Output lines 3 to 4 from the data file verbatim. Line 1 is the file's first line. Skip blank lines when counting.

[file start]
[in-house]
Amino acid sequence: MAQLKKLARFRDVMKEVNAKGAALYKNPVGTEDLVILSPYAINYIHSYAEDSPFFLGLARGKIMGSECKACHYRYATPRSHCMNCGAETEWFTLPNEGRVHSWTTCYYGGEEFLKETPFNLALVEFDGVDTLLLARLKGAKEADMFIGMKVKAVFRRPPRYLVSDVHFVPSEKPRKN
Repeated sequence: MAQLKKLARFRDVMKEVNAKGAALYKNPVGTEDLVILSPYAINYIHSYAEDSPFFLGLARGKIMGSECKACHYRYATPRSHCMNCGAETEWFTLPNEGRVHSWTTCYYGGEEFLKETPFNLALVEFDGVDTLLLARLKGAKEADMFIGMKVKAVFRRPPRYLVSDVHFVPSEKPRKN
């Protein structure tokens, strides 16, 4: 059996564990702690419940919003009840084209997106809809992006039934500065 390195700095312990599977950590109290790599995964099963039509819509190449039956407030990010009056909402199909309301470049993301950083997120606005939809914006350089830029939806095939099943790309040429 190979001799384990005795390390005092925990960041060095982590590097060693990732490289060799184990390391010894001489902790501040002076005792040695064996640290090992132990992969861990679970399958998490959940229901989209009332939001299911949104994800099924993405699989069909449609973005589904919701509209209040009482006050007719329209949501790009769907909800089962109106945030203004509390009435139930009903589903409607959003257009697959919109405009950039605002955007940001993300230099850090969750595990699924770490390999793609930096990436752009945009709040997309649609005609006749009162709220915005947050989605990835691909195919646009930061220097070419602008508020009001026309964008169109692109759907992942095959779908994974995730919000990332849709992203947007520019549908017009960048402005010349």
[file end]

Repeated sequence: MAQLKKLARFRDVMKEVNAKGAALYKNPVGTEDLVILSPYAINYIHSYAEDSPFFLGLARGKIMGSECKACHYRYATPRSHCMNCGAETEWFTLPNEGRVHSWTTCYYGGEEFLKETPFNLALVEFDGVDTLLLARLKGAKEADMFIGMKVKAVFRRPPRYLVSDVHFVPSEKPRKN
């Protein structure tokens, strides 16, 4: 059996564990702690419940919003009840084209997106809809992006039934500065 390195700095312990599977950590109290790599995964099963039509819509190449039956407030990010009056909402199909309301470049993301950083997120606005939809914006350089830029939806095939099943790309040429 190979001799384990005795390390005092925990960041060095982590590097060693990732490289060799184990390391010894001489902790501040002076005792040695064996640290090992132990992969861990679970399958998490959940229901989209009332939001299911949104994800099924993405699989069909449609973005589904919701509209209040009482006050007719329209949501790009769907909800089962109106945030203004509390009435139930009903589903409607959003257009697959919109405009950039605002955007940001993300230099850090969750595990699924770490390999793609930096990436752009945009709040997309649609005609006749009162709220915005947050989605990835691909195919646009930061220097070419602008508020009001026309964008169109692109759907992942095959779908994974995730919000990332849709992203947007520019549908017009960048402005010349």